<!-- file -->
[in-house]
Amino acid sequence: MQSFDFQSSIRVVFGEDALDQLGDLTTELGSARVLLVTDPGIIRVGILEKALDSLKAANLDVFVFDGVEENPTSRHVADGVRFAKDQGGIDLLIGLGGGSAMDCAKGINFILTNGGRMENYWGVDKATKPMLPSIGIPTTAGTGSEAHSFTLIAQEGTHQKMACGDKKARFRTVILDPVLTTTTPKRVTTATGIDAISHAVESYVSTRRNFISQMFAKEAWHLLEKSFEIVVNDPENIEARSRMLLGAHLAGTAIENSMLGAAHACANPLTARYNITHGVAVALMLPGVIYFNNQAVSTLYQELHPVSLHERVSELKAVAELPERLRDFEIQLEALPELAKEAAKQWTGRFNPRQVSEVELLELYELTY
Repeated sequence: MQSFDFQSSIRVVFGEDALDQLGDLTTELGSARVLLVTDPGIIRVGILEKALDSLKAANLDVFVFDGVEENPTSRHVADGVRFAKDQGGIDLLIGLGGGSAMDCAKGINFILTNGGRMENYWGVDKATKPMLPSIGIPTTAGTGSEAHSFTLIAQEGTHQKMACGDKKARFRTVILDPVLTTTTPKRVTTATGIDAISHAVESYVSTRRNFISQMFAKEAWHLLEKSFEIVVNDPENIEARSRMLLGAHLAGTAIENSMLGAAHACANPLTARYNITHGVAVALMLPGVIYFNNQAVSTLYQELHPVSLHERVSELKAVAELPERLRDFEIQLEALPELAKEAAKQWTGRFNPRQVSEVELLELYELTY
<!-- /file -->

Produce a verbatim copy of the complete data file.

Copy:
[in-house]
Amino acid sequence: MQSFDFQSSIRVVFGEDALDQLGDLTTELGSARVLLVTDPGIIRVGILEKALDSLKAANLDVFVFDGVEENPTSRHVADGVRFAKDQGGIDLLIGLGGGSAMDCAKGINFILTNGGRMENYWGVDKATKPMLPSIGIPTTAGTGSEAHSFTLIAQEGTHQKMACGDKKARFRTVILDPVLTTTTPKRVTTATGIDAISHAVESYVSTRRNFISQMFAKEAWHLLEKSFEIVVNDPENIEARSRMLLGAHLAGTAIENSMLGAAHACANPLTARYNITHGVAVALMLPGVIYFNNQAVSTLYQELHPVSLHERVSELKAVAELPERLRDFEIQLEALPELAKEAAKQWTGRFNPRQVSEVELLELYELTY
Repeated sequence: MQSFDFQSSIRVVFGEDALDQLGDLTTELGSARVLLVTDPGIIRVGILEKALDSLKAANLDVFVFDGVEENPTSRHVADGVRFAKDQGGIDLLIGLGGGSAMDCAKGINFILTNGGRMENYWGVDKATKPMLPSIGIPTTAGTGSEAHSFTLIAQEGTHQKMACGDKKARFRTVILDPVLTTTTPKRVTTATGIDAISHAVESYVSTRRNFISQMFAKEAWHLLEKSFEIVVNDPENIEARSRMLLGAHLAGTAIENSMLGAAHACANPLTARYNITHGVAVALMLPGVIYFNNQAVSTLYQELHPVSLHERVSELKAVAELPERLRDFEIQLEALPELAKEAAKQWTGRFNPRQVSEVELLELYELTY